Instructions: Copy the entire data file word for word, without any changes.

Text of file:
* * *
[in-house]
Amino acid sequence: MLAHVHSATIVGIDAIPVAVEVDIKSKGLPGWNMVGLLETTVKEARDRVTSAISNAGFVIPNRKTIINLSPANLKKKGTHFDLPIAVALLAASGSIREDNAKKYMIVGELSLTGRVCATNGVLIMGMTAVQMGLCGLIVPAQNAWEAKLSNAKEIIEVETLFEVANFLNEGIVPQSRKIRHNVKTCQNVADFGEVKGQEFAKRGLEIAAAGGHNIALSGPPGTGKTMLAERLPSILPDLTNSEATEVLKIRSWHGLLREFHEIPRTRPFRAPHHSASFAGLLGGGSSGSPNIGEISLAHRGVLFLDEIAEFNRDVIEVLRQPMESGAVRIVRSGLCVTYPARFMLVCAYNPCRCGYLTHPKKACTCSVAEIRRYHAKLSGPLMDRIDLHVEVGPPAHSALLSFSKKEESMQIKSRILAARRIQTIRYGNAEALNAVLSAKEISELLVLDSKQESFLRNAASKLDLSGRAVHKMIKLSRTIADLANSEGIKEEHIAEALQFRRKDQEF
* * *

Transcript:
[in-house]
Amino acid sequence: MLAHVHSATIVGIDAIPVAVEVDIKSKGLPGWNMVGLLETTVKEARDRVTSAISNAGFVIPNRKTIINLSPANLKKKGTHFDLPIAVALLAASGSIREDNAKKYMIVGELSLTGRVCATNGVLIMGMTAVQMGLCGLIVPAQNAWEAKLSNAKEIIEVETLFEVANFLNEGIVPQSRKIRHNVKTCQNVADFGEVKGQEFAKRGLEIAAAGGHNIALSGPPGTGKTMLAERLPSILPDLTNSEATEVLKIRSWHGLLREFHEIPRTRPFRAPHHSASFAGLLGGGSSGSPNIGEISLAHRGVLFLDEIAEFNRDVIEVLRQPMESGAVRIVRSGLCVTYPARFMLVCAYNPCRCGYLTHPKKACTCSVAEIRRYHAKLSGPLMDRIDLHVEVGPPAHSALLSFSKKEESMQIKSRILAARRIQTIRYGNAEALNAVLSAKEISELLVLDSKQESFLRNAASKLDLSGRAVHKMIKLSRTIADLANSEGIKEEHIAEALQFRRKDQEF